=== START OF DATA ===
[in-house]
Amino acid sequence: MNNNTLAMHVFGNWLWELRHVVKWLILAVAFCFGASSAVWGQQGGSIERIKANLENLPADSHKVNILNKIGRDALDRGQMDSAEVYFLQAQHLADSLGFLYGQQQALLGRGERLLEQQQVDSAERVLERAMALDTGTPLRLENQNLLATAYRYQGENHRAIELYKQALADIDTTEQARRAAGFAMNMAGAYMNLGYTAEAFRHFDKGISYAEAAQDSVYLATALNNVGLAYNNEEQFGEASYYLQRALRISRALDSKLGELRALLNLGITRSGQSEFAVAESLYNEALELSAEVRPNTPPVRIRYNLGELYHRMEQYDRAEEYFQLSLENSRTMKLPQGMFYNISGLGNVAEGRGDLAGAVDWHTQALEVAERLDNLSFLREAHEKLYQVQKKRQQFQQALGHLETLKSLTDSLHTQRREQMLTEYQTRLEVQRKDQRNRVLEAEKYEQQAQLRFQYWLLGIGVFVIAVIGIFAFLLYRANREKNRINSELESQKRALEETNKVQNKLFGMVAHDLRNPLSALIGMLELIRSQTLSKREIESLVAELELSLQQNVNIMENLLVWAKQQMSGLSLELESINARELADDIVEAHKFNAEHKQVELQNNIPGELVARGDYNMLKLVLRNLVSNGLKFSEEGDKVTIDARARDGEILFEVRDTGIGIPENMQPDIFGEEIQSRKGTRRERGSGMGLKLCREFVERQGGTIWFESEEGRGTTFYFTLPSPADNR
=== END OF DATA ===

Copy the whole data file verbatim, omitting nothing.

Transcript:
[in-house]
Amino acid sequence: MNNNTLAMHVFGNWLWELRHVVKWLILAVAFCFGASSAVWGQQGGSIERIKANLENLPADSHKVNILNKIGRDALDRGQMDSAEVYFLQAQHLADSLGFLYGQQQALLGRGERLLEQQQVDSAERVLERAMALDTGTPLRLENQNLLATAYRYQGENHRAIELYKQALADIDTTEQARRAAGFAMNMAGAYMNLGYTAEAFRHFDKGISYAEAAQDSVYLATALNNVGLAYNNEEQFGEASYYLQRALRISRALDSKLGELRALLNLGITRSGQSEFAVAESLYNEALELSAEVRPNTPPVRIRYNLGELYHRMEQYDRAEEYFQLSLENSRTMKLPQGMFYNISGLGNVAEGRGDLAGAVDWHTQALEVAERLDNLSFLREAHEKLYQVQKKRQQFQQALGHLETLKSLTDSLHTQRREQMLTEYQTRLEVQRKDQRNRVLEAEKYEQQAQLRFQYWLLGIGVFVIAVIGIFAFLLYRANREKNRINSELESQKRALEETNKVQNKLFGMVAHDLRNPLSALIGMLELIRSQTLSKREIESLVAELELSLQQNVNIMENLLVWAKQQMSGLSLELESINARELADDIVEAHKFNAEHKQVELQNNIPGELVARGDYNMLKLVLRNLVSNGLKFSEEGDKVTIDARARDGEILFEVRDTGIGIPENMQPDIFGEEIQSRKGTRRERGSGMGLKLCREFVERQGGTIWFESEEGRGTTFYFTLPSPADNR